6 positive AI visions for the future of work


Current trends in AI are nothing if not remarkable. Day after day, we hear stories about systems and machines taking on tasks that, until very recently, we saw as the exclusive and permanent preserve of humankind: making medical diagnoses, drafting legal documents, designing buildings, and even composing music. Our concern here, though, is with something even more striking: the prospect of high-level machine intelligence systems that outperform human beings at essentially every task. This is not science fiction. In a recent survey the median estimate among leading computer scientists reported a 50% chance that this technology would arrive within 45 years.

Report: Companies that invested in automation saw 5% to 7% revenue increase


New research from SnapLogic and Cebr found that the U.K. could have prevented £10-£14 billion ($13.4-$18.8 million USD) of its pandemic-related gross domestic product (GDP) contraction if it had matched the automation level of the U.S. Furthermore, the U.S. could have witnessed a $105-$212 billion smaller GDP contraction if it was as automated as Singapore. The continued adoption of automation across the U.S. and U.K. has helped companies position themselves for growth, while also having the added benefit of improving resilience against economic disruption. Within three months of investment, U.S. companies witnessed an average year-on-year increase in revenue of 7%, or an extra $195 billion per month, and saw an average annual increase in employment of 7%, equating to a total of 7.2 million jobs. As investment in automation grows, there are certain technologies leading the way. The research finds 78% of U.S. companies directed their investments towards cloud computing, and 71% focused on data integration.

$10 million to build defence's AI capability and support critical Tech for Australia


The Morrison Government is investing $10 million in innovative artificial intelligence (AI) technologies that will strengthen Defence's military capability and support highly skilled jobs in Australia's defence industry. The investment supports the Government's new Blueprint for Critical Technologies and Action Plan, released by the Prime Minister yesterday. It also contributes to the development of a sovereign critical technology capability in AI, one of the Government's nine listed critical technologies of national interest. Minister for Defence Industry and Science and Technology Melissa Price today announced 10 new Defence Innovation Hub contracts funded under the Government's two-year, $32 million COVID economic stimulus package. The package was established to support jobs growth in the defence industry while navigating the challenges posed by the pandemic.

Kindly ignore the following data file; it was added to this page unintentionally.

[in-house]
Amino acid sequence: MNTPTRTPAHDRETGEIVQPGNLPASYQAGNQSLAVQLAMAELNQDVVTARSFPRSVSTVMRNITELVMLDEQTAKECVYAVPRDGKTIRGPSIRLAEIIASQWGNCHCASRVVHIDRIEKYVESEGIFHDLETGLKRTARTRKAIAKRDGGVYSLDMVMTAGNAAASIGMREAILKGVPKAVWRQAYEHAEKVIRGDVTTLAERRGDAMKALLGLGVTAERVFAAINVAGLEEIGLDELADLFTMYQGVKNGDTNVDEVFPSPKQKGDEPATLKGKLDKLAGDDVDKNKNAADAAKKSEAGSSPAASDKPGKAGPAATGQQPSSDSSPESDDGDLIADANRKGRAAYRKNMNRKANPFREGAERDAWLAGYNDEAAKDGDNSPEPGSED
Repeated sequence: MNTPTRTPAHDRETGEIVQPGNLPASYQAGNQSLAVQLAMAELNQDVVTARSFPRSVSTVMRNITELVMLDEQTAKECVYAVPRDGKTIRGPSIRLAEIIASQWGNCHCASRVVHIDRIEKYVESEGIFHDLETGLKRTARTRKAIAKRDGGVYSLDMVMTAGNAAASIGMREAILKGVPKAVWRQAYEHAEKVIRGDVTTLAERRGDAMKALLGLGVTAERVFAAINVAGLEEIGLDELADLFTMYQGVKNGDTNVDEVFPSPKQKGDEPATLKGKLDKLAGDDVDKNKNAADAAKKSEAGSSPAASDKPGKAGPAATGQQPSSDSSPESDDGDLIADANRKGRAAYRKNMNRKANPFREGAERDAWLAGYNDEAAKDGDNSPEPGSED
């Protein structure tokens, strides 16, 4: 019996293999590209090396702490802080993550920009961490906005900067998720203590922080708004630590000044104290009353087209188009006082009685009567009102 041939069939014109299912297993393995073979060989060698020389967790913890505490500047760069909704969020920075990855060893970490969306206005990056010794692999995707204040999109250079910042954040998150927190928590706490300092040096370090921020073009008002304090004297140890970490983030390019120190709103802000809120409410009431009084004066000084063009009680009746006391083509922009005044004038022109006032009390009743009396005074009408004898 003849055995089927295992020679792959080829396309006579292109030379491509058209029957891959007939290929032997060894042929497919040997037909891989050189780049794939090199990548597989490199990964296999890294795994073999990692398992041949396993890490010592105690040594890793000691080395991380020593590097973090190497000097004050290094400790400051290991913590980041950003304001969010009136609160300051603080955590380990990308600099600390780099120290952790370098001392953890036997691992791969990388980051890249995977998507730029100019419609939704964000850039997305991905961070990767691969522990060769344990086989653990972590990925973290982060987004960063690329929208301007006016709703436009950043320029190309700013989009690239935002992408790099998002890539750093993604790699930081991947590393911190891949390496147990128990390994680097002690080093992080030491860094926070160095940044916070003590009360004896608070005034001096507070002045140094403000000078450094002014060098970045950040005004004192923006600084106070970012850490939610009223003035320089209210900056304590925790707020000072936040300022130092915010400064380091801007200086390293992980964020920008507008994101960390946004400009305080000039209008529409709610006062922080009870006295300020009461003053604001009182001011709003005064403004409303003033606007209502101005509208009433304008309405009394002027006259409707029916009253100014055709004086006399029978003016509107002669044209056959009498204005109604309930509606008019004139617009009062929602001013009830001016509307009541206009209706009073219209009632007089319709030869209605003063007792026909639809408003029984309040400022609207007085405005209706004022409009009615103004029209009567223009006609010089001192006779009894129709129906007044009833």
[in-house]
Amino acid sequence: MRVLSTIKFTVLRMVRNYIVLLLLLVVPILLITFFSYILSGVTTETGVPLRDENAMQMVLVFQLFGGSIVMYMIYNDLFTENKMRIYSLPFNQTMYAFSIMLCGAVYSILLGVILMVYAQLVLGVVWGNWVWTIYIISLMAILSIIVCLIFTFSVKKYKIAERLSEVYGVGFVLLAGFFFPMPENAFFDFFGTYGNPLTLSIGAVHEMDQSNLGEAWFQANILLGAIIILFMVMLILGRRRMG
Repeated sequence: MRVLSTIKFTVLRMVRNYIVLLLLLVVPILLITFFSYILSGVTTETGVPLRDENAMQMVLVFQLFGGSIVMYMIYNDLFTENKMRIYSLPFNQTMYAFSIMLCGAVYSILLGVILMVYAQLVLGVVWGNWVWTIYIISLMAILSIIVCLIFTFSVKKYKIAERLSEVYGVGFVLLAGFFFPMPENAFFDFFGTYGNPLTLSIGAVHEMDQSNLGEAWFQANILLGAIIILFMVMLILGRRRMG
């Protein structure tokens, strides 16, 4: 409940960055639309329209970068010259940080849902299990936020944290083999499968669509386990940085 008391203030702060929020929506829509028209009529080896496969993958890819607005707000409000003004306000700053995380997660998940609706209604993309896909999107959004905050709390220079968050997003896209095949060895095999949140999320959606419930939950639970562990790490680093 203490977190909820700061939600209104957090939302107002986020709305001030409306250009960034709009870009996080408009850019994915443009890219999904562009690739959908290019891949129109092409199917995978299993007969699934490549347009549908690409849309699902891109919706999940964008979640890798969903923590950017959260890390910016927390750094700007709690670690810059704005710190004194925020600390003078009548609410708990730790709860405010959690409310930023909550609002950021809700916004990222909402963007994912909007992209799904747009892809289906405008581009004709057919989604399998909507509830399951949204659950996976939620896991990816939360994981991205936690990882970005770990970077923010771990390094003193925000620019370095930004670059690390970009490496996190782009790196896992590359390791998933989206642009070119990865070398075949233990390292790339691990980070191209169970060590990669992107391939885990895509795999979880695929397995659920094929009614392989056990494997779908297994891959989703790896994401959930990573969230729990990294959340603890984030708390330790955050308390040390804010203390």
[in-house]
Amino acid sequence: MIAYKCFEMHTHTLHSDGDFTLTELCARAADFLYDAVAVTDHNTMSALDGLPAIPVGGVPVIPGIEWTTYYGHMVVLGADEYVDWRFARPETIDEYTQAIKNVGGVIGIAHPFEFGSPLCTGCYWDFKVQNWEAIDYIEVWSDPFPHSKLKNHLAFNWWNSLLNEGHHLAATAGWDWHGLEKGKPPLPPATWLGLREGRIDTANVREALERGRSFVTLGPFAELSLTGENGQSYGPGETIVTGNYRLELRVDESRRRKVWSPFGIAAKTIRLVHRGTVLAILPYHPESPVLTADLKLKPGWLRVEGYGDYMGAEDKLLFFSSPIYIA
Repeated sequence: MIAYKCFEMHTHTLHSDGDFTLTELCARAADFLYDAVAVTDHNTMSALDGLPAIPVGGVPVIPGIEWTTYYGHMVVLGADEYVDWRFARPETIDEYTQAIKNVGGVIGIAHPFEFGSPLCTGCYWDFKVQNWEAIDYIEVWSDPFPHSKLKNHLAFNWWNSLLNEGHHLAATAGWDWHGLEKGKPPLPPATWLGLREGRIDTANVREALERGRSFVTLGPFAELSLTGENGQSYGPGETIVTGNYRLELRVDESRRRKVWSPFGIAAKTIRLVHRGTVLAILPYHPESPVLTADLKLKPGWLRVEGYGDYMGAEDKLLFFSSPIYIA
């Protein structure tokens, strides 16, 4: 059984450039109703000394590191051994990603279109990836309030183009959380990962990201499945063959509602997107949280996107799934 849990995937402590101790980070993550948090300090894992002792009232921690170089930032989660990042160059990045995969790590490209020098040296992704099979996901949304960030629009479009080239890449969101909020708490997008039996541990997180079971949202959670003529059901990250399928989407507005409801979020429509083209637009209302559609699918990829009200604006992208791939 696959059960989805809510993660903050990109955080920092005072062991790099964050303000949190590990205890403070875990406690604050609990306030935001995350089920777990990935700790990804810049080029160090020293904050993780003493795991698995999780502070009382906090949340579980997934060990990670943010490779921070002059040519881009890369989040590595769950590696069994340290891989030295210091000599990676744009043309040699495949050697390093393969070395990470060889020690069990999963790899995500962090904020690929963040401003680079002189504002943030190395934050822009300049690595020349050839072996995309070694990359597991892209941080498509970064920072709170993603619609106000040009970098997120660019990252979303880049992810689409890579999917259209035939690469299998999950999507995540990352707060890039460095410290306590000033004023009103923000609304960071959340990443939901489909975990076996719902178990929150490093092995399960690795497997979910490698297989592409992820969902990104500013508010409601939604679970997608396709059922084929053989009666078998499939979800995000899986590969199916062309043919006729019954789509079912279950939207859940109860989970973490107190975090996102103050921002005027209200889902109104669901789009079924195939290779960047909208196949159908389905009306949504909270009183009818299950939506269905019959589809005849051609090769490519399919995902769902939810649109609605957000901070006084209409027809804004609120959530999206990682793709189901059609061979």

Artificial Intelligence: Think Again

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The dominant public narrative about artificial intelligence is that we are building increasingly intelligent machines that will ultimately surpass human capabilities, steal our jobs, possibly even escape human control and kill us all. This misguided perception, not widely shared by AI researchers, runs a significant risk of delaying or derailing practical applications and influencing public policy in counterproductive ways. A more appropriate framingbetter supported by historical progress and current developmentsis that AI is simply a natural continuation of longstanding efforts to automate tasks, dating back at least to the start of the industrial revolution. Stripping the field of its gee-whiz apocalyptic gloss makes it easier to evaluate the likely benefits and pitfalls of this important technology, not to mention dampen the self-destructive cycles of hype and disappointment that have plagued the field since its inception. At the core of this problem is the tendency for respected public figures outside the field, and even a few within the field, to tolerate or sanction overblown press reports that herald each advance as startling and unexpected leaps toward general human-level intelligence (or beyond), fanning fears that "the robots" are coming to take over the world.

Australian banks begin publishing quarterly retail payment service reliability reports


The Reserve Bank of Australia (RBA) has published its first quarterly statistical disclosures on the reliability of banking payment services to households and businesses in a bid to increase transparency about retail payment service reliability. The new disclosures are being published on the websites of individual service providers, including large and smaller banks, such as Australia's big four banks, and more specialised payments providers like Teachers Mutual Bank. "It is vital for the smooth functioning of day-to-day economic activity that retail payments providers maintain reliable services for their customers. The new reliability disclosures are intended to support this objective," RBA assistant governor Michele Bullock said. Based on data from July to September, availability of individual retail payment services was "generally high", according to RBA. It also noted that outage time for some providers' online banking and fast account transfer services was high.